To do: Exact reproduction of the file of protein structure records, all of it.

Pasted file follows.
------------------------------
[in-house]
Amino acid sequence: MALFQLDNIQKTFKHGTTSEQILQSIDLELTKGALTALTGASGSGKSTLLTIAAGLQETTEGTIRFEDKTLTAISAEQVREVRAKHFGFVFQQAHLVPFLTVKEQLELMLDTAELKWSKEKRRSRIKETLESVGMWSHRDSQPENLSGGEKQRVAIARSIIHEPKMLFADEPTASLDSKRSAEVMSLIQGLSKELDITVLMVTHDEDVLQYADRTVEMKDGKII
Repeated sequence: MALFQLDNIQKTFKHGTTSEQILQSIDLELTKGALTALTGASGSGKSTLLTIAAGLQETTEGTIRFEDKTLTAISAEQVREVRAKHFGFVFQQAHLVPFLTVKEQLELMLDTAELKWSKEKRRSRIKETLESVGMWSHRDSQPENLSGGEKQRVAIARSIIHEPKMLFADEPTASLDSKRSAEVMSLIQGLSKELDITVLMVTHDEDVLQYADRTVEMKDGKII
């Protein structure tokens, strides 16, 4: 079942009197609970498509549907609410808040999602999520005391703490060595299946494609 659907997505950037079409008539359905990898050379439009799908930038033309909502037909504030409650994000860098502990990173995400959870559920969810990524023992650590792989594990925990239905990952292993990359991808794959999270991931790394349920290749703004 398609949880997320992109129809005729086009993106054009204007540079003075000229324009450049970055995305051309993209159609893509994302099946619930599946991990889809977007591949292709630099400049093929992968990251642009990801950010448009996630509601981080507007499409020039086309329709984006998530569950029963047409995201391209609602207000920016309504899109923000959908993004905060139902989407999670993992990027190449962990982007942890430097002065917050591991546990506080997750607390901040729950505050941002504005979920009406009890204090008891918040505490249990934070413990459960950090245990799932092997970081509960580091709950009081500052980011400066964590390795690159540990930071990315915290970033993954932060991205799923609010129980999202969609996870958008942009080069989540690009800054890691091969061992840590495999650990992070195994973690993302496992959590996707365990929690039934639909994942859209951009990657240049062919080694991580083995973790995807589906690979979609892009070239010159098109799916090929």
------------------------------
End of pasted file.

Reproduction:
[in-house]
Amino acid sequence: MALFQLDNIQKTFKHGTTSEQILQSIDLELTKGALTALTGASGSGKSTLLTIAAGLQETTEGTIRFEDKTLTAISAEQVREVRAKHFGFVFQQAHLVPFLTVKEQLELMLDTAELKWSKEKRRSRIKETLESVGMWSHRDSQPENLSGGEKQRVAIARSIIHEPKMLFADEPTASLDSKRSAEVMSLIQGLSKELDITVLMVTHDEDVLQYADRTVEMKDGKII
Repeated sequence: MALFQLDNIQKTFKHGTTSEQILQSIDLELTKGALTALTGASGSGKSTLLTIAAGLQETTEGTIRFEDKTLTAISAEQVREVRAKHFGFVFQQAHLVPFLTVKEQLELMLDTAELKWSKEKRRSRIKETLESVGMWSHRDSQPENLSGGEKQRVAIARSIIHEPKMLFADEPTASLDSKRSAEVMSLIQGLSKELDITVLMVTHDEDVLQYADRTVEMKDGKII
């Protein structure tokens, strides 16, 4: 079942009197609970498509549907609410808040999602999520005391703490060595299946494609 659907997505950037079409008539359905990898050379439009799908930038033309909502037909504030409650994000860098502990990173995400959870559920969810990524023992650590792989594990925990239905990952292993990359991808794959999270991931790394349920290749703004 398609949880997320992109129809005729086009993106054009204007540079003075000229324009450049970055995305051309993209159609893509994302099946619930599946991990889809977007591949292709630099400049093929992968990251642009990801950010448009996630509601981080507007499409020039086309329709984006998530569950029963047409995201391209609602207000920016309504899109923000959908993004905060139902989407999670993992990027190449962990982007942890430097002065917050591991546990506080997750607390901040729950505050941002504005979920009406009890204090008891918040505490249990934070413990459960950090245990799932092997970081509960580091709950009081500052980011400066964590390795690159540990930071990315915290970033993954932060991205799923609010129980999202969609996870958008942009080069989540690009800054890691091969061992840590495999650990992070195994973690993302496992959590996707365990929690039934639909994942859209951009990657240049062919080694991580083995973790995807589906690979979609892009070239010159098109799916090929």